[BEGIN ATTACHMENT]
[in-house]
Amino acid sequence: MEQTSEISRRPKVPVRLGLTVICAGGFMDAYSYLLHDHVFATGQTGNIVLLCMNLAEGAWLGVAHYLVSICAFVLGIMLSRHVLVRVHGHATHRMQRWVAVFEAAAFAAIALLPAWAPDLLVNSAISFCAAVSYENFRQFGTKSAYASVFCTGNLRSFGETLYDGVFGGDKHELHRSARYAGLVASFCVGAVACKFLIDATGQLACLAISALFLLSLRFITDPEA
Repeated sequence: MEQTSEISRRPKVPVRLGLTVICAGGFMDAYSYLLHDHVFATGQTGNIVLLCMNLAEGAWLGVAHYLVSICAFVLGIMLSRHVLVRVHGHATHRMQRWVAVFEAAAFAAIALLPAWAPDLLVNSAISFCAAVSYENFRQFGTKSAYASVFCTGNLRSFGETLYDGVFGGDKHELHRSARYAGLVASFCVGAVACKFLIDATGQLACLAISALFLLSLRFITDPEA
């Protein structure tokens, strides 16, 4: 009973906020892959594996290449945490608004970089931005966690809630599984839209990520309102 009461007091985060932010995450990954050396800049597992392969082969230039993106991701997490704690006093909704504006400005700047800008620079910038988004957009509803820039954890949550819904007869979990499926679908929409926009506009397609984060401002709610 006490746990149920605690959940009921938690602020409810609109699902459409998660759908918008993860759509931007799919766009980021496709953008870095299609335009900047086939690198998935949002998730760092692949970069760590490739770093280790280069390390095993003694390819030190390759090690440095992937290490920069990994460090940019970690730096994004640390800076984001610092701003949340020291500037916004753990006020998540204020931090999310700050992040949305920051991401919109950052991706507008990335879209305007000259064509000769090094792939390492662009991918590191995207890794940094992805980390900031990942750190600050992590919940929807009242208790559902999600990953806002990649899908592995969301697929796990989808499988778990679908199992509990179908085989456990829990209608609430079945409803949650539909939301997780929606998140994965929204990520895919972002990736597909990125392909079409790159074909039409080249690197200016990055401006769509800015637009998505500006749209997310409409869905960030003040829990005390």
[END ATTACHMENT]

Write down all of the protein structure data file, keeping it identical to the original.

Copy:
[in-house]
Amino acid sequence: MEQTSEISRRPKVPVRLGLTVICAGGFMDAYSYLLHDHVFATGQTGNIVLLCMNLAEGAWLGVAHYLVSICAFVLGIMLSRHVLVRVHGHATHRMQRWVAVFEAAAFAAIALLPAWAPDLLVNSAISFCAAVSYENFRQFGTKSAYASVFCTGNLRSFGETLYDGVFGGDKHELHRSARYAGLVASFCVGAVACKFLIDATGQLACLAISALFLLSLRFITDPEA
Repeated sequence: MEQTSEISRRPKVPVRLGLTVICAGGFMDAYSYLLHDHVFATGQTGNIVLLCMNLAEGAWLGVAHYLVSICAFVLGIMLSRHVLVRVHGHATHRMQRWVAVFEAAAFAAIALLPAWAPDLLVNSAISFCAAVSYENFRQFGTKSAYASVFCTGNLRSFGETLYDGVFGGDKHELHRSARYAGLVASFCVGAVACKFLIDATGQLACLAISALFLLSLRFITDPEA
């Protein structure tokens, strides 16, 4: 009973906020892959594996290449945490608004970089931005966690809630599984839209990520309102 009461007091985060932010995450990954050396800049597992392969082969230039993106991701997490704690006093909704504006400005700047800008620079910038988004957009509803820039954890949550819904007869979990499926679908929409926009506009397609984060401002709610 006490746990149920605690959940009921938690602020409810609109699902459409998660759908918008993860759509931007799919766009980021496709953008870095299609335009900047086939690198998935949002998730760092692949970069760590490739770093280790280069390390095993003694390819030190390759090690440095992937290490920069990994460090940019970690730096994004640390800076984001610092701003949340020291500037916004753990006020998540204020931090999310700050992040949305920051991401919109950052991706507008990335879209305007000259064509000769090094792939390492662009991918590191995207890794940094992805980390900031990942750190600050992590919940929807009242208790559902999600990953806002990649899908592995969301697929796990989808499988778990679908199992509990179908085989456990829990209608609430079945409803949650539909939301997780929606998140994965929204990520895919972002990736597909990125392909079409790159074909039409080249690197200016990055401006769509800015637009998505500006749209997310409409869905960030003040829990005390």